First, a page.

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Streaming: It's Not a War, It's a Revolution

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Ever since the second streaming video player came on the scene -- that means anyone after Netflix -- folks in the press and pundit game have been quick to characterize every move, every deal and every programming strategy in the online video segment as another salvo in the so-called "Streaming Wars."

That particular metaphor has been troublesome for a number of reasons. And at the Media+Tech Collective (formerly the Rocky Mountain Cable Association) virtual fireside chat July 22, MyBundle.TV founder and CEO Jason Cohen said what I have been thinking about for a long time. Cable operators who have been de-emphasizing video for years in favor of higher margin broadband service don’t want fewer streaming players, they want as many as they can get.

"I think the war metaphor is the wrong one," Cohen said on the virtual fireside chat.
"It's a revolution against the set-top box. Obviously, 'Cut the Cord,' took off, but it really should be 'Ditch the Box.'"

It’s been clear for awhile now that operators are moving toward a time when they will eventually abandon, or severely curtail, their video offerings in favor of aggregating programming apps and packaging them in ways that simplify the selection process for consumers. For their trouble, cable operators would likely take a cut from the fees the programmers charge consumers.

It's a concept that has been batted around the industry for awhile, and it doesn't really take a genius to figure out if the traditional video business is dying at the hands of the streamers, the next logical step is aggregating the streamers.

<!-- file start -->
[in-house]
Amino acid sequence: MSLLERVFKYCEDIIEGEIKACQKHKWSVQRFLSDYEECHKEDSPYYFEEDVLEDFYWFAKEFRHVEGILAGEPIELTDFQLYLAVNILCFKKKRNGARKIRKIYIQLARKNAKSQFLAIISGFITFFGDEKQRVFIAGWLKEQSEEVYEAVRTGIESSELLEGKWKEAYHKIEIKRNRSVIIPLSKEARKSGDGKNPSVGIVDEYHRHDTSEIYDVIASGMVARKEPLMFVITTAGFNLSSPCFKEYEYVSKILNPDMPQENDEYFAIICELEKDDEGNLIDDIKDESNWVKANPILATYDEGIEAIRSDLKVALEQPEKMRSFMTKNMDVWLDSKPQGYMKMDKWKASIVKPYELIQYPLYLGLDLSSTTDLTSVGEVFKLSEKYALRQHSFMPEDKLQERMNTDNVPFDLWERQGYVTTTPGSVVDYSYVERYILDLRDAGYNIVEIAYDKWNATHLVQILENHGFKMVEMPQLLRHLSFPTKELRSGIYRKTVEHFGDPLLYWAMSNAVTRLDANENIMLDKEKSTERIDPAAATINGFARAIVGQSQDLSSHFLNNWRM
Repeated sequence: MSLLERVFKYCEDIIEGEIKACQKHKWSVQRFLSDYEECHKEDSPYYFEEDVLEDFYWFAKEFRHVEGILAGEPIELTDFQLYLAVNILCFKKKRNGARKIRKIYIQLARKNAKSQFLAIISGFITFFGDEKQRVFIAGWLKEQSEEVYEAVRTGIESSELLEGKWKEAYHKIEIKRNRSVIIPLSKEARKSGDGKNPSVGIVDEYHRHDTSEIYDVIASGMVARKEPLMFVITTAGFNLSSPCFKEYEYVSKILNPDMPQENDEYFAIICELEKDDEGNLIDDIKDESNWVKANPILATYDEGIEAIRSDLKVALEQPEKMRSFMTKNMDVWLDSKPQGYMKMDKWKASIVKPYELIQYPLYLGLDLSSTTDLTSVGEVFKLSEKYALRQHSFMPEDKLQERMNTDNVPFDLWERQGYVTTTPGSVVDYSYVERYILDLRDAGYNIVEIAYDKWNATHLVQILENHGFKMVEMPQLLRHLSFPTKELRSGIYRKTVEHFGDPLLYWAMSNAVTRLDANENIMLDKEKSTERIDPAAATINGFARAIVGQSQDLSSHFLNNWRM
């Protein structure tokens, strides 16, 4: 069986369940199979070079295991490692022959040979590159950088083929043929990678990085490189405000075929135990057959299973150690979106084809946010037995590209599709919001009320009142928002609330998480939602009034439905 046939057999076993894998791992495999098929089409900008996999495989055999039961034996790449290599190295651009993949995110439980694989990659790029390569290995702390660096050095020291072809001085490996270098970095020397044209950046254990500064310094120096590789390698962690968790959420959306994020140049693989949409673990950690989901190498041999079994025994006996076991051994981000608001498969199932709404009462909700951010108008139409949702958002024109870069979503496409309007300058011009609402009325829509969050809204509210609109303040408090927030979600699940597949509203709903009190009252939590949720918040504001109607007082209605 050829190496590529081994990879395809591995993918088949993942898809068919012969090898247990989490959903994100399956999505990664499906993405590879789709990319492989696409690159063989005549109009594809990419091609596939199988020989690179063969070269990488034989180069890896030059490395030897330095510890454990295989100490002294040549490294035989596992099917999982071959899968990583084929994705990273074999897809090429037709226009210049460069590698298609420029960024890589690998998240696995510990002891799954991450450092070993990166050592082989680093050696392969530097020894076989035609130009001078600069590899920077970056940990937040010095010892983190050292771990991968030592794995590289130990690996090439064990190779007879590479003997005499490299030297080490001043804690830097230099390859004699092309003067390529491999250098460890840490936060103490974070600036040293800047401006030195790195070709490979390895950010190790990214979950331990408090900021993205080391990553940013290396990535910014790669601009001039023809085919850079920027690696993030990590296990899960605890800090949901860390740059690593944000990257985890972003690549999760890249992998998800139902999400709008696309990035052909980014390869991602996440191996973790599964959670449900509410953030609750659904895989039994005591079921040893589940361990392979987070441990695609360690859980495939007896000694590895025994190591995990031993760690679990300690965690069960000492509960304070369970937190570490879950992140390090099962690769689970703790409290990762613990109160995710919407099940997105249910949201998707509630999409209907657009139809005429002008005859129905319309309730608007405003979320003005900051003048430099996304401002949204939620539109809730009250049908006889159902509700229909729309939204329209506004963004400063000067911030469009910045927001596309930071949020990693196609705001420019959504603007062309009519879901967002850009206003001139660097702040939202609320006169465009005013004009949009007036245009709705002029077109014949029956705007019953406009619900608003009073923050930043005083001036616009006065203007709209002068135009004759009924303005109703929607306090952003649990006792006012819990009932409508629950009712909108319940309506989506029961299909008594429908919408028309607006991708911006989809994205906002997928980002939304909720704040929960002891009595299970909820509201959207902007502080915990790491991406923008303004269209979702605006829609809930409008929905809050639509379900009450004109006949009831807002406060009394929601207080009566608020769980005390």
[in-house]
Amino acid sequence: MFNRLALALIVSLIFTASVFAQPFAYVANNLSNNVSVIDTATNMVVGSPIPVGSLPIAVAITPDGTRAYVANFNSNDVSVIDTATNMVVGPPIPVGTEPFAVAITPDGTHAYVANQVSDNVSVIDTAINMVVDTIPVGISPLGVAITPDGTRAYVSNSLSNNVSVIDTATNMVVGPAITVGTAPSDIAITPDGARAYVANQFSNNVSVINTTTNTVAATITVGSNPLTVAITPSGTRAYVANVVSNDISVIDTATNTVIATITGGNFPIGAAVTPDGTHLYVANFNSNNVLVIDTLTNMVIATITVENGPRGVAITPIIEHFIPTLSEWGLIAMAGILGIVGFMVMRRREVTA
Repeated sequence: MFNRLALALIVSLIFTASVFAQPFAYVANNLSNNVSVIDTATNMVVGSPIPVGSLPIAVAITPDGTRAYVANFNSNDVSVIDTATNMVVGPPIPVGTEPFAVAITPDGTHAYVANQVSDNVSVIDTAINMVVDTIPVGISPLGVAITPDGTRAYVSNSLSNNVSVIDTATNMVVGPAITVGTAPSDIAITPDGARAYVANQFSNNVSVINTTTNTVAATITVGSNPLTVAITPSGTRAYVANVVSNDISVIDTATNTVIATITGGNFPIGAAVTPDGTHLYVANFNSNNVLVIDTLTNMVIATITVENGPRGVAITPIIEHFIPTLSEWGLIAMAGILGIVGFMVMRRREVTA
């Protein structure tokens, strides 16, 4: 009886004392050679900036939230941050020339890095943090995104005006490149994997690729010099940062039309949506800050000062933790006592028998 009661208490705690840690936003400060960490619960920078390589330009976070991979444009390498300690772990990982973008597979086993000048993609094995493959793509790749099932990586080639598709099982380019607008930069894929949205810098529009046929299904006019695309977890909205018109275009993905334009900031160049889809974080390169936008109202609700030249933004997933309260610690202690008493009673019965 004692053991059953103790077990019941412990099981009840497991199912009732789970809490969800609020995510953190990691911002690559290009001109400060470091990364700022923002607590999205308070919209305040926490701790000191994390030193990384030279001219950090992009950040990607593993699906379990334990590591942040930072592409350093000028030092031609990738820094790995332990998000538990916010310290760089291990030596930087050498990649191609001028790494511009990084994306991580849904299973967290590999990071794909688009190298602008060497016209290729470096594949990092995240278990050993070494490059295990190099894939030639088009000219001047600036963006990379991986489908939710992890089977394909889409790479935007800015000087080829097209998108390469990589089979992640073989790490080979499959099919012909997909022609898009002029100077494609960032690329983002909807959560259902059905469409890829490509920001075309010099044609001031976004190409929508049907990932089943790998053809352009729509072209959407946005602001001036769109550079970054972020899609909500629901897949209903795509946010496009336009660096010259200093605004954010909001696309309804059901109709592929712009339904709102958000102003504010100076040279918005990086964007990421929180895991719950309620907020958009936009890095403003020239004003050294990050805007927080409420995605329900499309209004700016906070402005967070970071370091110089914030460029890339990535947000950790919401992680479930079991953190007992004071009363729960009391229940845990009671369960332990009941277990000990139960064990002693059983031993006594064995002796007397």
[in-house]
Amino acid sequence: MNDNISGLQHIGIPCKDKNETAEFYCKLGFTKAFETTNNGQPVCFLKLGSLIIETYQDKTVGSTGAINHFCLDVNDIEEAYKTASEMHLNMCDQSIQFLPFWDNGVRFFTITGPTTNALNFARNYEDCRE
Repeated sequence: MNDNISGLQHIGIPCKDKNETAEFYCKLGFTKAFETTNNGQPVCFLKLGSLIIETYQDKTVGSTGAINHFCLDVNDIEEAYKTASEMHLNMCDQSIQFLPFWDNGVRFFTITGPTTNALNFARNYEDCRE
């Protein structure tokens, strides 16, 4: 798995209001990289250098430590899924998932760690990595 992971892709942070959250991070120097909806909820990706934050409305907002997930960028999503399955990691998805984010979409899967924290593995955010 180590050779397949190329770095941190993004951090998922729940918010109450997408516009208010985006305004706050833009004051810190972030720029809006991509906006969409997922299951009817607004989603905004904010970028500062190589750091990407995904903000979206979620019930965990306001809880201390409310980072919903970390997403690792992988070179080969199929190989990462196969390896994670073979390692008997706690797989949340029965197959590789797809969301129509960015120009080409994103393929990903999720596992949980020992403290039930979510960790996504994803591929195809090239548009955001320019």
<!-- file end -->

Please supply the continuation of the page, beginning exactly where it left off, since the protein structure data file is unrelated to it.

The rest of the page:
Already there are companies doing just that. Cohen launched MyBundle.TV in 2019, offering to find the right streaming services for subscribers based on their viewing habits and desires. MyBundle.TV partners with broadband providers -- WideOpenWest and CenturyLink are just two -- as well as some streaming services to help consumers navigate the growing number of streaming services.

And there are others, like Redbox -- which is planning to go public soon -- Amazon -- through its Amazon Channels -- Roku, Apple TV, Struum, TiVo (with TV Match Scores), all getting into the aggregation game. 

There are currently about 75 million pay TV customers in the U.S., a number that has been steadily shrinking over the past 10 years. Cable operators, with about 47 million subscribers, have shed about 4 million customers between 2018 and 2020. At that pace, the industry would reach zero by 2045.

Bernstein media analyst Peter Supino has predicted that the satellite business would dwindle to nothing in five years. Others have said that pay TV will never likely reach zero, but it could get close as consumer viewing habits change and streaming just becomes more convenient. But whoever you believe, it’s pretty evident that the traditional video business is not a fun place to be nowadays. 

Cable operators have been de-emphasizing video for several years -- every major operator has more broadband customers than video customers. Comcast, which held on to the video mantle the longest, had 31 million broadband customers and 19.4 million video customers as of March 31. Charter Communications had 29.2 million broadband customers and 16.1 million video customers as of March 31. Even smaller size operators like Altice USA (4.2 million broadband and 3.1 million video subscribers), have been focusing on high-value video customers -- those that take the highest programming tiers -- as they let less profitable ones cut the cord.  In cable, just as in streaming, broadband is king.

And the kingdom is growing. More and more streaming services are signing on every day, and Cohen expects their rolls to increase, in part because of aggregators like his that make it easier to navigate the crowded landscape.   

“The world doesn't have to be just Netflix, Amazon and Hulu,” Cohen said. “If aggregators like us didn’t exist -- it’s not just us, there are others -- it would be.

“We very much think we’re expanding the streaming markets,” Cohen continued. “So we think of the streaming market as not a war, it’s going the other way. There are going to be more and more players that are going to be able to build a business.”